Looking forward to visiting Copenhagen in the future? Here is our list of top things to do and see in Copenhagen, Denmark.
It is not every day that you’ll find a dirt cheap airfare within Europe. I refer to a one way Ryanair flight from London to Copenhagen, Denmark costing only £9.99 per passenger which I stumbled upon whilst scouring the web. Ryanair is one of Europe’s budget airlines. The flights were in August (of this year), still summertime and a high peak month for air travels. Definitely, the fare was a steal.
Scandinavia is made up of Denmark, Norway and Sweden and Copenhagen, Denmark’s capital was the first stop of our family’s Scandinavian tour.
The sky was murky and overcast when we arrived at Kastrup Airport in Copenhagen. Not a good way of receiving visitors to the world’s happiest country. However, this did not dampen our spirits as we took the train on the way to the city centre. Train fares cost the same as bus fares [DKK108 (Danish Krone) or £13 for the three of us]. Obviously, a train journey is quicker and takes only 15 minutes to get to Kongens Nytorv station in the heart of Copenhagen.
Highlights of our recent two-day sightseeing experience in this Scandinavian city are as follows:
1. Buy a Copenhagen Card
The holder is entitled to free admission to 73 museums and free use of public transport. Also, discounts on restaurants, attractions and entertainment. The Copenhagen Card is available as a 24-hour card, a 48-hour card, a 72-hour card and a 120-hour card.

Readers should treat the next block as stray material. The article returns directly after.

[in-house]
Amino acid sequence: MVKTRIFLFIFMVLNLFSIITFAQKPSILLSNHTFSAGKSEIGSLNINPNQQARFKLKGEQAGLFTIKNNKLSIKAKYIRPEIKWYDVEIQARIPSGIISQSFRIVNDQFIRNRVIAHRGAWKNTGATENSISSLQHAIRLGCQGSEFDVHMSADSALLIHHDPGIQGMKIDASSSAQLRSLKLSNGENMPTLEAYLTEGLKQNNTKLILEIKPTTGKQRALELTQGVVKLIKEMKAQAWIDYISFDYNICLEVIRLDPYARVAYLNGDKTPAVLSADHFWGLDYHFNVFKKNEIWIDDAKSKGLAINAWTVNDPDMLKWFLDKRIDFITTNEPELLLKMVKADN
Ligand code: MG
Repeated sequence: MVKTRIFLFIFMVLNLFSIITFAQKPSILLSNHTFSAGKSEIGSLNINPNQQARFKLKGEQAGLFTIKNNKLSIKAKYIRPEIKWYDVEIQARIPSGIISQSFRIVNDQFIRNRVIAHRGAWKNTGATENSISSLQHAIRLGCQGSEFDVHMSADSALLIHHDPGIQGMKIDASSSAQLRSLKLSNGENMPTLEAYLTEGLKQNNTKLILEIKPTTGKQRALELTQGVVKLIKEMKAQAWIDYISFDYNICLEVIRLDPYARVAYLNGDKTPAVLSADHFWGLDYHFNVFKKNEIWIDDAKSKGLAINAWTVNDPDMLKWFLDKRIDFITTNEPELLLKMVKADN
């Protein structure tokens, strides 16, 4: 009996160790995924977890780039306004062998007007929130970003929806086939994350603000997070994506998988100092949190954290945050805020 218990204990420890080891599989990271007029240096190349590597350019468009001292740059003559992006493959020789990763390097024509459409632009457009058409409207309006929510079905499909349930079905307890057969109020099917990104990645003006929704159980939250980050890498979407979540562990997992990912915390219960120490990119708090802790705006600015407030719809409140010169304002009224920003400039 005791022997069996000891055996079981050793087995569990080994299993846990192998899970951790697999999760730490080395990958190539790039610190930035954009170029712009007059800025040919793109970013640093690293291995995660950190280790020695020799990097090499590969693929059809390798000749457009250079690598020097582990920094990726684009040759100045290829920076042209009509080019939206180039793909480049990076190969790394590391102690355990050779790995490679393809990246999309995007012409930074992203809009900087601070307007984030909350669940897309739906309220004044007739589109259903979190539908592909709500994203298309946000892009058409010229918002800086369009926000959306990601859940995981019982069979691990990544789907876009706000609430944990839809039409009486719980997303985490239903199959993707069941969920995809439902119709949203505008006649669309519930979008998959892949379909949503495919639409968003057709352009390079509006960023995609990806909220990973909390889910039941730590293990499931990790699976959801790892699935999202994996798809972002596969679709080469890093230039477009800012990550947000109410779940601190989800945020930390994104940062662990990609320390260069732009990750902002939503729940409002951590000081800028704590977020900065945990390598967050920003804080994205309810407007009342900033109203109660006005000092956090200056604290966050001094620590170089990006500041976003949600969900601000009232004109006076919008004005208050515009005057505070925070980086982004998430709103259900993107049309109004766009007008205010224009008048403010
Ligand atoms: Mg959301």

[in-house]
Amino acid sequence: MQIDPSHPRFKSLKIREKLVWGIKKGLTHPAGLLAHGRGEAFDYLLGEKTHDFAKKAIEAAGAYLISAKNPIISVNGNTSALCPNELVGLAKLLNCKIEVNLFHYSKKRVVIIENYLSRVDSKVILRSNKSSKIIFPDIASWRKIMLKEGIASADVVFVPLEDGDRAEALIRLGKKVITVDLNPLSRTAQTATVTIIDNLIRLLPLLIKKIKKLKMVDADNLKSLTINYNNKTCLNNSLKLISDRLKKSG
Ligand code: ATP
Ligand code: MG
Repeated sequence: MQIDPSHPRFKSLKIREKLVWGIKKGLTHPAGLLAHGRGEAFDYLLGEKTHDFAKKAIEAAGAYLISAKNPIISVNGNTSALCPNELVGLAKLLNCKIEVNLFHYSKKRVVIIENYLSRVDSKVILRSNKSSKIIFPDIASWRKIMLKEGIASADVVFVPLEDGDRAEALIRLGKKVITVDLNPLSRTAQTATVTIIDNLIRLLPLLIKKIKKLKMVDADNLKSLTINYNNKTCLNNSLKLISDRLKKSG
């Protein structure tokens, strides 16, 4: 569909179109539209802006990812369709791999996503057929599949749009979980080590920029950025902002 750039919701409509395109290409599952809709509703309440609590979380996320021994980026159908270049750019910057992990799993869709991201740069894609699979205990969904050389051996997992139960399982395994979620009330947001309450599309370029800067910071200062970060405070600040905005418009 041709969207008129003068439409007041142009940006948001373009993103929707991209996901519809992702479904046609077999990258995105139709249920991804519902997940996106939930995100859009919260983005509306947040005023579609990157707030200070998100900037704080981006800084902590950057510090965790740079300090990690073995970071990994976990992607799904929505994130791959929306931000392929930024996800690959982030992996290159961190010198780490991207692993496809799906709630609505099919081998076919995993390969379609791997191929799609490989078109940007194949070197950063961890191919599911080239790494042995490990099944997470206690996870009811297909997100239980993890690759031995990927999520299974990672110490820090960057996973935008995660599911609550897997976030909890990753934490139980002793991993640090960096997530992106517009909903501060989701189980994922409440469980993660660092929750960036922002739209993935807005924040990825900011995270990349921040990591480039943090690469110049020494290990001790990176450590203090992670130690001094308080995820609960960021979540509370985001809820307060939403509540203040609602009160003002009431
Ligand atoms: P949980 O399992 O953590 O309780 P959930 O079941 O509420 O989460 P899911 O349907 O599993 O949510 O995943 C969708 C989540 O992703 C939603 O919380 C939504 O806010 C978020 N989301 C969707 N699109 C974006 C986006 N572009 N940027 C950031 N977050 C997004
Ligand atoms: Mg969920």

2. The Latin Quarter
The Latin Quarter is an area consisting of 17th century buildings including the University of Copenhagen where Latin used to be widely spoken. Other interesting sights include:
- Strøget – at 1.1 km is one of the longest pedestrianised, car free shopping streets in Europe. It stretches from Kongens Nytorv (King’s New Square) to Rådhuspladsen (The City Hall Square).
- Church of Our Lady – a Roman Catholic Church constructed in 1187 in Romanesque style. Royal weddings and coronations have occurred here. A monument in memory of the Reformation of Denmark proudly stands across the road.
- Statue of Absalon – Absalon was a Danish archbishop, statesman and founder of Copenhagen.
- Round Tower – an observation tower, astronomical observatory and a historical monument. A Library Hall halfway up the tower houses art exhibitions and cultural events. The tower is 35 metres high and the only way up to the viewing platform is through a 210 metres long spiral ramp. Admission to the tower costs DKK 25 for adults and DKK 5 for children (around £2.85 and £0.60, respectively).
3. Kongens Have and Rosenborg Slot
- Kongens Have (The King’s Garden) – a 12-hectare park which used to be the private gardens of Rosenborg Castle. It has a pavilion, a fountain, statues, a garden maze, tree-lined avenues, noteworthy buildings and other features.
- Rosenborg Slot (Rosenborg Castle) – former royal residence but now is a museum open to the public. Its top exhibits include the Royal Collections, Crown Jewels and the Danish Crown Regalia.